Marilynne Robinson is one of the great religious novelists, not only of our age, but any age. Reading her new novel Lila, one wonders how critics could worry that American fiction has lost its faith, though such worries make one think there might well have been wedding guests at Cana who complained about the shortage of water after witnessing the miracle with wine.
Lila, like Home and Gilead before it, is set in a small Midwestern town. It is not a prequel or sequel or any of those awkward things novelists sometimes write when expanding their fictional worlds, but a companion to those earlier works. Like the Gospels, Robinson’s Iowa novels tell the same story several ways: at first from the perspective of the dying Reverend John Ames; then from the view of the devoted daughter of Ames’s best friend, Reverend Robert Boughton; and now finally in the voice of Ames’s second wife, Lila Dahl. While before Robinson focused her narratives on pastors and prodigals, now she writes from the perspective of a convert.
The novel opens with Lila’s inauspicious genealogy: cold and crying on a porch, she was rescued by a woman called Doll, who raises and names her; decades pass, and Doll disappears, leaving Lila to fend for herself in Saint Louis, where she comes to work at a whorehouse. Then, like the certain man in Luke who goes from Jerusalem to Jericho, Lila leaves Missouri only to arrive in Iowa tired and ready to depend on the kindness of strangers.
There are several good Samaritans in Gilead, among them Rev. Ames. Lila ducks into his church one Sunday to escape the rain, but finds herself returning, at first troubled by and then curious about what happens there. She finally goes one day to talk with the minister at his house; in their first private exchange, she says, “I just been wondering lately why things happen the way they do” and he replies, “I’ve been wondering about that more or less my whole life.”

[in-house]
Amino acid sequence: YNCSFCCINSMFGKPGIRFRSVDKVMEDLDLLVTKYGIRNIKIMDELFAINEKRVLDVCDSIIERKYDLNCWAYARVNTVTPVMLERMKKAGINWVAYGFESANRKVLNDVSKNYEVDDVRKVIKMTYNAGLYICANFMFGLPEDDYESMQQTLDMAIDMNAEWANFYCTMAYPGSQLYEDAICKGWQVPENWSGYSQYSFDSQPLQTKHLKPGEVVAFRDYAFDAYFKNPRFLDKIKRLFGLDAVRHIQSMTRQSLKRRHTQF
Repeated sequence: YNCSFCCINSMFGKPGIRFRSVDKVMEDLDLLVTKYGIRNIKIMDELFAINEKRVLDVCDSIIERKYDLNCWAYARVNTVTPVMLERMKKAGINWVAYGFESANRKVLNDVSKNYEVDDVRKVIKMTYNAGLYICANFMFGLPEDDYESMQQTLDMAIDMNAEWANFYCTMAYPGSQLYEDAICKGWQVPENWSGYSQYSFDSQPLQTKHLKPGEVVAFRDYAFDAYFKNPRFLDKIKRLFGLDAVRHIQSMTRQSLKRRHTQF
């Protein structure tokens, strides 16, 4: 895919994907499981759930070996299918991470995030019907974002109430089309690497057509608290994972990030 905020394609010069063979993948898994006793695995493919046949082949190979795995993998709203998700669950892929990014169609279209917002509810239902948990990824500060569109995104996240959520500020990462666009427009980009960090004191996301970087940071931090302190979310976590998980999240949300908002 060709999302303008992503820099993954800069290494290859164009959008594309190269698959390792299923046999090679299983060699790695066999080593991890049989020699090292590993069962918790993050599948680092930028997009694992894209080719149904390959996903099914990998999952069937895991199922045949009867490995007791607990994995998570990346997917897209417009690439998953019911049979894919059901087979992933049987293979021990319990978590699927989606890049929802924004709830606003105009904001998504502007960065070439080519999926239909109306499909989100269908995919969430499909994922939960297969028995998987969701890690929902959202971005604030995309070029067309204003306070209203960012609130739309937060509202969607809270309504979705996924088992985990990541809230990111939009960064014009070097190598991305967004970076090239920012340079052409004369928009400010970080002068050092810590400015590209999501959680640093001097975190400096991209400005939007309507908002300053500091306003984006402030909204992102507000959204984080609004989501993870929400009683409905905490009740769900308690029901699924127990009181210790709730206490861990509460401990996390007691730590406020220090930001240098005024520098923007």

Robinson’s novels are devoted to such wondering, a devotion that reveals itself in cosmic realism, a style she herself defined in a review of Annie Dillard’s novel The Maytrees. Cosmic realism, she wrote, is “full of the fact of time past and persisting, unchanging, changing everything,” its works “a highly localized meditation on the question, Why are we here?” What better concerns for fiction are there? Surely other living writers are interested in such questions, though often they seem too timid to ask them so directly in their work. Robinson, however, is fearless: even where the plot is stormy, her prose is serene. Not even gorgeous is a strong enough word for what grandeur charges the pages of Lila.
The kind of faith lived so capaciously on Robinson’s pages bears little resemblance to what one finds so often on television or even in the newspaper, which is perhaps why her work appeals not only to those who identify as believers, but also those who have shed but not fully forgotten such belief. It is not that Robinson’s characters do not believe the creeds, indeed most do, but they do not find it necessary to speak only in those terms. Words like baptism, eucharist, and resurrection are spoken, but so too are love, forgiveness, and forever. Lila becomes concerned with salvation not as some abstract idea, but an applied possibility for those saints and sinners from her former life, most especially Doll. There is, of course, a specialized vocabulary for these concerns, words like predestination and grace, but here too there is also the language of the everyday, words like hope and fear.
Lila is a love story, most obviously between Lila and Rev. Ames, who marry and have a child, but most powerfully between Lila and the Lord, who meet and separate, hide from and seek one another. The convert poses queries to God, and also God’s servant, and the shortage of answers draws her closer to both. In one exchange, Rev. Ames says to Lila, “I believe in the grace of God. For me, that is where all these questions end.” That frustrating refusal, not only to answer but to never cease asking such questions, is the best approximation of religious faith that I have read, in fiction or elsewhere.
It reminds me of something I heard a few years ago, when Marilynne Robinson delivered the lectures that were collected in her book Absence of Mind. After each set of prepared remarks, the writer took questions from the audience. One young man asked for her thoughts on heaven, and after taking a moment away from the microphone, Robinson leaned back and said only, “I expect to be impressed.” That expectation is what many of us have of her work, of the sweep and specificity of her cosmic realism, and Lila does not disappoint.